I can understand his amazement at how simply increasing or decreasing stitches can make a round shape out of a square swatch. I can never remember, however, which increases slant right or left, which decreases should be done in the center of a row, as opposed to a few stitches from the edge, and what to do when faced with the pattern instruction, “PFB twice in one stitch, turn, k2 bobble stitches, turn, and work p2tog, p2tog tbl, pass decrease.” WHAT?

Increase Decrease - available now at yarn.com

The guidebook for the 21st-century knitter is the newest book from Storey Publishing, Increase Decrease: 99 Step-by-Step Methods by Judith Durant. Judith has edited all the “One-Skein Wonders” books made so popular by Storey, so I know she’s a fount of knitting knowledge. Increase Decrease has the best possible construction for a craft book: a spiral binding so that the book lays flat while you try out all those irresistible new ways of shaping your knits. Judith gives readers the topology of the increase or decrease, and at the same time, she lets you know what it’s best use is. Single increases and decreases work well for knit/purl stitch patterns, while Yarnover Multiple Increases tend to be best used in a lacy garment as they show up as openwork. Twist-and-Hide Decreases are great for garments with a twisted-stitch pattern where you want to hide the decrease. Some increases and decreases show up on both the knit and purl sides, some are completely hidden, and many of the double increases and decreases can be used for knitting that is shaped on two sides at once.

Increase Decrease by Judith Durant - available now at yarn.com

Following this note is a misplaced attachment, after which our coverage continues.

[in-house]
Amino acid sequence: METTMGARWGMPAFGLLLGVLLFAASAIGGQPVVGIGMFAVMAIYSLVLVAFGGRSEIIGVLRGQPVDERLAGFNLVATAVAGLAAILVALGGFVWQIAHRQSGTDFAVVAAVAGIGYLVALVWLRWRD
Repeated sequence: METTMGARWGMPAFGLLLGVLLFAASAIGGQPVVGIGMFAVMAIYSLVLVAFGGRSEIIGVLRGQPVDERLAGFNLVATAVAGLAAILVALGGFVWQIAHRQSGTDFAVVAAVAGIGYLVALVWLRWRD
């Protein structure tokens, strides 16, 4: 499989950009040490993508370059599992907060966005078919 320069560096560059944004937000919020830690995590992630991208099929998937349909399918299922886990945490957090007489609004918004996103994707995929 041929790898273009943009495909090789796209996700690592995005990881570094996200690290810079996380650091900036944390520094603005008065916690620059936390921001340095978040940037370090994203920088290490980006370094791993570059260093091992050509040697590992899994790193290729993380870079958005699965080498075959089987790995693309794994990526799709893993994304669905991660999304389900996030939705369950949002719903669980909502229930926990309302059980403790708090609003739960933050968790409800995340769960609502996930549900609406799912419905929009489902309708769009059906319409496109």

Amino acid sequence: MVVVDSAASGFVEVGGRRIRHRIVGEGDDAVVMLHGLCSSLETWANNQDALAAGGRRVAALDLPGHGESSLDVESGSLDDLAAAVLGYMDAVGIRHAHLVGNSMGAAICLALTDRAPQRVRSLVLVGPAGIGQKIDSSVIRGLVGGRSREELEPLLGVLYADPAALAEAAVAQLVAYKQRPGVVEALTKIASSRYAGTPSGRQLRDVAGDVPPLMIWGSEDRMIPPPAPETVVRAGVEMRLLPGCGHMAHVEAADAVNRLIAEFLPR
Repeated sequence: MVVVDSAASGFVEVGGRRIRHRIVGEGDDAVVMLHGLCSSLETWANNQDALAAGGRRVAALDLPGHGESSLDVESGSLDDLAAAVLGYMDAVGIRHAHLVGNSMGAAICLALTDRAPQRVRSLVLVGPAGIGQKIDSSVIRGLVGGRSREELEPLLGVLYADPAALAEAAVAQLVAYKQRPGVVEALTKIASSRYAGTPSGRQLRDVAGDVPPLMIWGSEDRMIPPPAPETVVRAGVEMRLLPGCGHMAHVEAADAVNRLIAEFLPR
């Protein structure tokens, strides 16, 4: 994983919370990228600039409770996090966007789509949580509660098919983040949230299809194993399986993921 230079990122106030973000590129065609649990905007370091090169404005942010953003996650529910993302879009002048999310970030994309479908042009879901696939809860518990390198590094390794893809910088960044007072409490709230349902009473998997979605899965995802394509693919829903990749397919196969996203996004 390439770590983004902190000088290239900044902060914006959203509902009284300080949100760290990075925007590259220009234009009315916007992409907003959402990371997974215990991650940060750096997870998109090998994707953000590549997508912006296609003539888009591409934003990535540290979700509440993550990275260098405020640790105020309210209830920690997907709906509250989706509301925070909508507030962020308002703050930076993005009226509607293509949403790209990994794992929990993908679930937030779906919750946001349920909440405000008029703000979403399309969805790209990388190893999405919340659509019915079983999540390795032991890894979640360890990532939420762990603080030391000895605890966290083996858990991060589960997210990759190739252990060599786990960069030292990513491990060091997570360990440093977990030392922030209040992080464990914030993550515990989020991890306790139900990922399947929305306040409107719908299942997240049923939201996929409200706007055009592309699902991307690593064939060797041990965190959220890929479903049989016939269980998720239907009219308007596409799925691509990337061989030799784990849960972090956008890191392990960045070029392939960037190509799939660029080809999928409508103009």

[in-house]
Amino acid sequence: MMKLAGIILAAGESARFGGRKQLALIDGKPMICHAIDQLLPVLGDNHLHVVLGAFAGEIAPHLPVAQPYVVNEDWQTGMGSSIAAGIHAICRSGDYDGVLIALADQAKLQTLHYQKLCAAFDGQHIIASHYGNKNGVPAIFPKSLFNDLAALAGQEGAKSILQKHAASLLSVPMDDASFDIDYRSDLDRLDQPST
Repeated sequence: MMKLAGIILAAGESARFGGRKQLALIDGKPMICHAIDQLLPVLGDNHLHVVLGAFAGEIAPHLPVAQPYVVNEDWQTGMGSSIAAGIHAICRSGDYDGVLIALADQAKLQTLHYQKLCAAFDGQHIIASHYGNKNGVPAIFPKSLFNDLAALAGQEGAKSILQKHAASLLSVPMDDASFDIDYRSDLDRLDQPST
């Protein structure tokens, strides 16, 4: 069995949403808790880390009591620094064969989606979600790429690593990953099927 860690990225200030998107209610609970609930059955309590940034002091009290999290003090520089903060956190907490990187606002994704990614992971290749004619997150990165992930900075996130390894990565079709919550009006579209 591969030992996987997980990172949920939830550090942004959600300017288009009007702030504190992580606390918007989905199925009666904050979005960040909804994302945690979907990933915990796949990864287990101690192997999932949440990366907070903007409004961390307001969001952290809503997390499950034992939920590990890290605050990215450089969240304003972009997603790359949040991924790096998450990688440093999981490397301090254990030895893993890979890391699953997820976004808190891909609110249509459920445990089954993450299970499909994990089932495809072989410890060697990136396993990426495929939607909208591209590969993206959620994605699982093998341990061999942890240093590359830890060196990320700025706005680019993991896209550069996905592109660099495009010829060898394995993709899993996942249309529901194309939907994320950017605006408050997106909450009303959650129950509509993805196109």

Increase Decrease also gives you “something special” extra-credit reading, with Increases and Decreases for Decorative Effect, such as bobbles, ruching, closed-ring cables, or lace. There are even increases and decreases for colorwork! Like all those great craft books from Storey, there is a list of common abbreviations, and symbols that you’ll see in charted knitting, as well as a very thorough index.

Much like it’s sister book, Cast On Bind Off by Leslie Ann Bestor, I’m pretty sure I’ll be carrying this book in my knitting bag for any project I’ll start.

Jo Sharp Is Back!

Friday, May 8th, 2015
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The first time I worked at WEBS (this is the third time I’ve worked at WEBS, just for the sake of context), I got to work with Jo Sharp to arrange a visit to the store. She did a talk about her designs and explained how those beautiful yarns got to be so beautiful.

And then, her yarns weren’t here.

Jo Sharp yarns and pattern PDFs available at yarn.com

And now, they’re back! And we’ve got them. It really was like meeting up with an old friend as I perused the neat balls in their side-by-side glass cubes in the place of honor in the store. Hello, Silkroad Aran Tweed–remember the fun we had when we made that hat and scarf for my kid? Why, howdy, DK Cotton.  Don’t take it personally, but I’m still passing you by. I love your squishy softness, but cotton is not my thing.  And…RRRROWWWRRR, Alpaca Kid Lustre. You are inspiring me in a major way. There is much I want to knit you up in.